Silent sound

This is a most beautiful piece. You do such free verse very nicely. Inspiring to me. I love the spare feel. Particularly because when one is outside–among nature, as it were, one feels so small–so vulnerable.  Yet, on the one hand, so much beauty surrounds us; on the other hand, it can harm, or even kill us. Part of nature’s charm is in its danger, and it is, I believe a good part of why we feel so satisfied when we tame a small portion of it.

Björn Rudbergs writings

Into the fog
The many shades of grey
As nature lost the colors normally
It has
The goal
We know so well looks different
The sounds so silently
We talk not loud
August 28, 2012

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Intro: Gene Roddenberry

Have now

I gone

To where


No man

Hath gone

Rest thou


In peace


Sonnet VII: (14 lines by clause)

If I did not describe my heart:
How it yearns for you;
How it quickens at every sight of you,
Every instant when I first hear your voice;

If I did not write: of how it races when you come near;
That it has skipped when you have touched me;
That it pounds with the expectation of your touch,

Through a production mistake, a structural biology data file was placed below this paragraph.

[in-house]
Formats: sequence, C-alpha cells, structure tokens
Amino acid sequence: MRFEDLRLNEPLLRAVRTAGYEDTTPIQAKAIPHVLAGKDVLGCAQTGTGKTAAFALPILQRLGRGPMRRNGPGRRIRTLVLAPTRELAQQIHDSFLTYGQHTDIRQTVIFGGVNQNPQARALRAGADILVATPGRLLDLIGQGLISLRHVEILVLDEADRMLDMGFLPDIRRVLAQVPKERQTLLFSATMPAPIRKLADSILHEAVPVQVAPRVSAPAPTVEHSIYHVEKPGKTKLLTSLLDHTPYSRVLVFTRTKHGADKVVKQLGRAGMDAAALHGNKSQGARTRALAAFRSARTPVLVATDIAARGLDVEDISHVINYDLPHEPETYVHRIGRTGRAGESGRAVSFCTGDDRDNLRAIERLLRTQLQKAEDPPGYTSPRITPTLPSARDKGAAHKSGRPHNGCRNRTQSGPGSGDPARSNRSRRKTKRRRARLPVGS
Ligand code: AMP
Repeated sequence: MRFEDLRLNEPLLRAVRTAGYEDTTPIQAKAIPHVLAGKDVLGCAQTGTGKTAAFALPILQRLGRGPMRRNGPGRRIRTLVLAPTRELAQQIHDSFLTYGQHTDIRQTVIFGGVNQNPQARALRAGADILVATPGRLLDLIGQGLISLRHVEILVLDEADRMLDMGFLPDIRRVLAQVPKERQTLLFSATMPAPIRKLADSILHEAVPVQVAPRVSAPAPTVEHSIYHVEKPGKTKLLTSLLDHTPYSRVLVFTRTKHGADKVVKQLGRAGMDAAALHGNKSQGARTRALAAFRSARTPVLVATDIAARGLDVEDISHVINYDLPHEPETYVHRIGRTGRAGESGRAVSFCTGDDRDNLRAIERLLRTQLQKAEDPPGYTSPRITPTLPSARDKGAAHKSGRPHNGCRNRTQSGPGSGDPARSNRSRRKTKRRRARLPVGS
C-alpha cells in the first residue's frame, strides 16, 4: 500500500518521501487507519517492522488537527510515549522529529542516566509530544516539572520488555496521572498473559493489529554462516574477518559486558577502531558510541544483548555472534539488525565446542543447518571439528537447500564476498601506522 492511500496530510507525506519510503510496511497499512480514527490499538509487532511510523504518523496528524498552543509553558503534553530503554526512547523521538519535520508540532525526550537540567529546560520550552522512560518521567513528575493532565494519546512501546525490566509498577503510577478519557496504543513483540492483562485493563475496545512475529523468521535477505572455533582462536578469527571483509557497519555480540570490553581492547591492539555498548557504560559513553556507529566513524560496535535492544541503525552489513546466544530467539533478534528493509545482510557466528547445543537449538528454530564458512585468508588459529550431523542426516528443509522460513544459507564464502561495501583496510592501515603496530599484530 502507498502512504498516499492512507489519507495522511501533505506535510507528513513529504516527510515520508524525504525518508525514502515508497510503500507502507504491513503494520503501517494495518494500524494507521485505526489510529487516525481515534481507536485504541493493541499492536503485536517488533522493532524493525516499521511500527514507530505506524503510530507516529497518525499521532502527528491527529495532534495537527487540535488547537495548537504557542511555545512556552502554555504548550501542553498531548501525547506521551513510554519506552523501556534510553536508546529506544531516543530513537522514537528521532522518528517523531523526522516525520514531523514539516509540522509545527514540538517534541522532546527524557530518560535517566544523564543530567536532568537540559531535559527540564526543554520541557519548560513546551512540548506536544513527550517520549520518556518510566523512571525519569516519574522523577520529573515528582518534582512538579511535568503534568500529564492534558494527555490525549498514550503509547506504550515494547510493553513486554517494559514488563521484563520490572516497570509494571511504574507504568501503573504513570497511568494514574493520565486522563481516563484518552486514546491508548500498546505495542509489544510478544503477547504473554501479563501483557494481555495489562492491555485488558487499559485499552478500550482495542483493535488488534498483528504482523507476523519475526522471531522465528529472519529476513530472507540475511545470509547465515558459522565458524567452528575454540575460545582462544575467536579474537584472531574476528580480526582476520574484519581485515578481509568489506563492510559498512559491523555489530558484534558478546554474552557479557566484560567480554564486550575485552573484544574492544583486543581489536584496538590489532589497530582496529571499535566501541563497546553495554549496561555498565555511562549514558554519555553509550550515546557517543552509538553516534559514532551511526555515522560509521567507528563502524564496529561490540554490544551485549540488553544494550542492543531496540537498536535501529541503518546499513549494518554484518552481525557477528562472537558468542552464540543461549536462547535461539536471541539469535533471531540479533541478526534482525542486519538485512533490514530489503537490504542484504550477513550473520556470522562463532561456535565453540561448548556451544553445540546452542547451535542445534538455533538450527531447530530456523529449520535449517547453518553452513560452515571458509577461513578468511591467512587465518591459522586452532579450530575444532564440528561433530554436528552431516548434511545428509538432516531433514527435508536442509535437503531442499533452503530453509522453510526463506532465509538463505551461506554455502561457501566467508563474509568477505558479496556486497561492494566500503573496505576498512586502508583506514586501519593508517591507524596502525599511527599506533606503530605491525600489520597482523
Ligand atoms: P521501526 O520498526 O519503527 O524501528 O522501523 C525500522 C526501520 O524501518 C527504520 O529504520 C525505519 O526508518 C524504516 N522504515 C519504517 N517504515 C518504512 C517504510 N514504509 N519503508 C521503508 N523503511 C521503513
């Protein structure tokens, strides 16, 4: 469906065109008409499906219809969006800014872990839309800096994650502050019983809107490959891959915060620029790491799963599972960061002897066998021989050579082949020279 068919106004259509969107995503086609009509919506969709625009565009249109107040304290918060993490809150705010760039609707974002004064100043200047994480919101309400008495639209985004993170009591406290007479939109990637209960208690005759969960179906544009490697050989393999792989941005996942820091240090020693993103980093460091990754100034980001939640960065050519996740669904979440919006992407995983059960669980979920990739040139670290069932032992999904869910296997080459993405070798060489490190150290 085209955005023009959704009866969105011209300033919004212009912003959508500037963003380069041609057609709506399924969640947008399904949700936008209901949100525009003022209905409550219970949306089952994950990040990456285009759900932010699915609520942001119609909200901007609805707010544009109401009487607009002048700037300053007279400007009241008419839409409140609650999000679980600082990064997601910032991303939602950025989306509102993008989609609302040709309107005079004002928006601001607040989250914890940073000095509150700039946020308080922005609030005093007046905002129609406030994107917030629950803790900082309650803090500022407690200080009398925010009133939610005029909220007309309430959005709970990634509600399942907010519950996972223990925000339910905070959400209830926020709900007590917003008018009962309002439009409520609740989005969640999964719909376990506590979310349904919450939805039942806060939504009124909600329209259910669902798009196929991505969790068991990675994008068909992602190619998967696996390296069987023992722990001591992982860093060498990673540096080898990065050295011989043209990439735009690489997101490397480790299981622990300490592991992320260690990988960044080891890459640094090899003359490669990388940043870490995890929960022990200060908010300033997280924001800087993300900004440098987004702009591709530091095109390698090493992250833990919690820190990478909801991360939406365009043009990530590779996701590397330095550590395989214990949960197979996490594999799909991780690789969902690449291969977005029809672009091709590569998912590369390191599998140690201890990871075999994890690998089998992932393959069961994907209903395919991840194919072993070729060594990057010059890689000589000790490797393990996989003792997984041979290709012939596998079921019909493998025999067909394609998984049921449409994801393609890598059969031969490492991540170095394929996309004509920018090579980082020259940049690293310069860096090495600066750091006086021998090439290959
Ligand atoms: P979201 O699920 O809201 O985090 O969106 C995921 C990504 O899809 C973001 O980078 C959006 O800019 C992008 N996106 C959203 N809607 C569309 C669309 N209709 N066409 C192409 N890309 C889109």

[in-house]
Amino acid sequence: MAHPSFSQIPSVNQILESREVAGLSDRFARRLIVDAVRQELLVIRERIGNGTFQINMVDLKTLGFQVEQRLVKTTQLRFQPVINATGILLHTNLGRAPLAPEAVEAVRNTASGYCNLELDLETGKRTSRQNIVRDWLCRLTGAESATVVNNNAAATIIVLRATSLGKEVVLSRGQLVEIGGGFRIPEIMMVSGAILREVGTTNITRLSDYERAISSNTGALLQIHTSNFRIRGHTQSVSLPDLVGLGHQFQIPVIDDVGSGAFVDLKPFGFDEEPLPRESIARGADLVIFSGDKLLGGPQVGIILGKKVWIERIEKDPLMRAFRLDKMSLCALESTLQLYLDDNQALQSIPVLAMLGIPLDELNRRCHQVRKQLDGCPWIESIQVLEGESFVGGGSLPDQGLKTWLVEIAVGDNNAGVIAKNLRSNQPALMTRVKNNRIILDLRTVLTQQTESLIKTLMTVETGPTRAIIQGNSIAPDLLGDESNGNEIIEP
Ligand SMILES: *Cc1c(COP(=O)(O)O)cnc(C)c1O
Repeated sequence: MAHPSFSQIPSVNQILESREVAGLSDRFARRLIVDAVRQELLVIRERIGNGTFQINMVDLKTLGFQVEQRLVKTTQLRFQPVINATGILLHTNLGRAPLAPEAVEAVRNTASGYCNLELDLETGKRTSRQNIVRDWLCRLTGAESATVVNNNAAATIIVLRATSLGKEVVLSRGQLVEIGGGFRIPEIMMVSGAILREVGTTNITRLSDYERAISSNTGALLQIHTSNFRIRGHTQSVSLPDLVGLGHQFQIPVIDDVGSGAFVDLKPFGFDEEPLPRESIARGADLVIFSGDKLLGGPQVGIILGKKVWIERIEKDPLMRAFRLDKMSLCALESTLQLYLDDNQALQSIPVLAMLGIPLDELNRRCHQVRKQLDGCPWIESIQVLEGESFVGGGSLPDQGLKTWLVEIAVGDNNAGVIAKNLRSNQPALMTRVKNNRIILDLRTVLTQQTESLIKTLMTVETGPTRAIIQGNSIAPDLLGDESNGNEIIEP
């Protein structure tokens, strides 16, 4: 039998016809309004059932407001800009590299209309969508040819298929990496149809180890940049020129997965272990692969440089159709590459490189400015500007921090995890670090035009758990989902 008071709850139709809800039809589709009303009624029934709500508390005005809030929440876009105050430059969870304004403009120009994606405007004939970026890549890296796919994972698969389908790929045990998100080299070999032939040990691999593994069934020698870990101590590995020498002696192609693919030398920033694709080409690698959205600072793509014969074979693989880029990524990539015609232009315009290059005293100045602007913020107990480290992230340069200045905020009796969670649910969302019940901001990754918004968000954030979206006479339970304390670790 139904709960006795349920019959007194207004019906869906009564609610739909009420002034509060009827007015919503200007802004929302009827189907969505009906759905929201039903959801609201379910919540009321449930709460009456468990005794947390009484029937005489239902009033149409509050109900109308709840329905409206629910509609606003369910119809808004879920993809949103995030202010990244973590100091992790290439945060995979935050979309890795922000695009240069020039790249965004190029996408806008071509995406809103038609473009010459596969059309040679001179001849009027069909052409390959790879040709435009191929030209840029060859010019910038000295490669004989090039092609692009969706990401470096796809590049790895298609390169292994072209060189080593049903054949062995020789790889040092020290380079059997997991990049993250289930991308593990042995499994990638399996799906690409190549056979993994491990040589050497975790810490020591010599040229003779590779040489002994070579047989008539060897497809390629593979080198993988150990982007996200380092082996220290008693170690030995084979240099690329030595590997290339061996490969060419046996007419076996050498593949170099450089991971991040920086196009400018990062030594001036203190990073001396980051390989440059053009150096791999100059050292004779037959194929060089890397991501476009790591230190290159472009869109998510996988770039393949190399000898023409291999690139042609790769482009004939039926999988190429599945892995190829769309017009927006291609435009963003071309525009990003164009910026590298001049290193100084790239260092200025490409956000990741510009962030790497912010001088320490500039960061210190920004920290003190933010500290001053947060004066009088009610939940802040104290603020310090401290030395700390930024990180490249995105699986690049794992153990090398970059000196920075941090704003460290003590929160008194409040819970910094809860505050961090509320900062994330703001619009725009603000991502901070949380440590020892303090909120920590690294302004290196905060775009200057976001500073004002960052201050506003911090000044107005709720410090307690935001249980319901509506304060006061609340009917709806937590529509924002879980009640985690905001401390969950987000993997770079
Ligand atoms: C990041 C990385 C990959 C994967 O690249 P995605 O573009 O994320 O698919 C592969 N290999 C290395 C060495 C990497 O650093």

Every beat so hard that it shakes my body enough for you to see;

If I chose to keep the secret: of its quiet rhythm in the morning when I wake;
How long I have lain, quietly amazed as our hearts beat in perfect synchrony;
That I wondered how many minutes would pass before their rhythms diverged;
Every word withheld as I lay down my pen and lock it away with its barren white sheets;

If I swore not to describe my heart,
Would it stop beating forever?

This sonnet is part of a short sequence; click here to read it all:

Part 7: (14 lines by clause)

Here you will find the words themselves, presented in freeverse as simply and compactly as possible.  The order of the words is not changed; there is nothing added or removed, but punctuated in order to make it easier to follow the words–something just short of prose, perhaps.   And although the  line lengths appear problematic, it so happens that there are 14 of these lines.

I should state that the words were originally written this way, although you might have suspected that the original form was presented in part 5.  In any case, the words are easily understood now.

Just read the words.  Think about what they mean; perhaps in answer to the original prompt: